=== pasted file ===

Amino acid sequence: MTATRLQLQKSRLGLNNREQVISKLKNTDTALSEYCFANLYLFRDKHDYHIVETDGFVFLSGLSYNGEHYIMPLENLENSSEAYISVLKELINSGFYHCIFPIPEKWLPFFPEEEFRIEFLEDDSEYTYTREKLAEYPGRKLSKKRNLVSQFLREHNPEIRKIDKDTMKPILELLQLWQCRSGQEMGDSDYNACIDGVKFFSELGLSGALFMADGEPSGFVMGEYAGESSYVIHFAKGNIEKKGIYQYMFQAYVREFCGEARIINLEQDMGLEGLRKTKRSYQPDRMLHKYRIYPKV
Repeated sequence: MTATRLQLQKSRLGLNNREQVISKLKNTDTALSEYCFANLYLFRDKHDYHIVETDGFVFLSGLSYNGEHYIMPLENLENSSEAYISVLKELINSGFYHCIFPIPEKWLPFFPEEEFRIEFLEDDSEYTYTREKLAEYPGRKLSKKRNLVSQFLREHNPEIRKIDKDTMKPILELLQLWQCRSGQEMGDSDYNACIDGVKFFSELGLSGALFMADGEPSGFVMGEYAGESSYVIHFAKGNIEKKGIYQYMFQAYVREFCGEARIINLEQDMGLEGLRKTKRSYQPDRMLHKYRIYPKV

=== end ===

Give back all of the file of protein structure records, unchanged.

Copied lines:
Amino acid sequence: MTATRLQLQKSRLGLNNREQVISKLKNTDTALSEYCFANLYLFRDKHDYHIVETDGFVFLSGLSYNGEHYIMPLENLENSSEAYISVLKELINSGFYHCIFPIPEKWLPFFPEEEFRIEFLEDDSEYTYTREKLAEYPGRKLSKKRNLVSQFLREHNPEIRKIDKDTMKPILELLQLWQCRSGQEMGDSDYNACIDGVKFFSELGLSGALFMADGEPSGFVMGEYAGESSYVIHFAKGNIEKKGIYQYMFQAYVREFCGEARIINLEQDMGLEGLRKTKRSYQPDRMLHKYRIYPKV
Repeated sequence: MTATRLQLQKSRLGLNNREQVISKLKNTDTALSEYCFANLYLFRDKHDYHIVETDGFVFLSGLSYNGEHYIMPLENLENSSEAYISVLKELINSGFYHCIFPIPEKWLPFFPEEEFRIEFLEDDSEYTYTREKLAEYPGRKLSKKRNLVSQFLREHNPEIRKIDKDTMKPILELLQLWQCRSGQEMGDSDYNACIDGVKFFSELGLSGALFMADGEPSGFVMGEYAGESSYVIHFAKGNIEKKGIYQYMFQAYVREFCGEARIINLEQDMGLEGLRKTKRSYQPDRMLHKYRIYPKV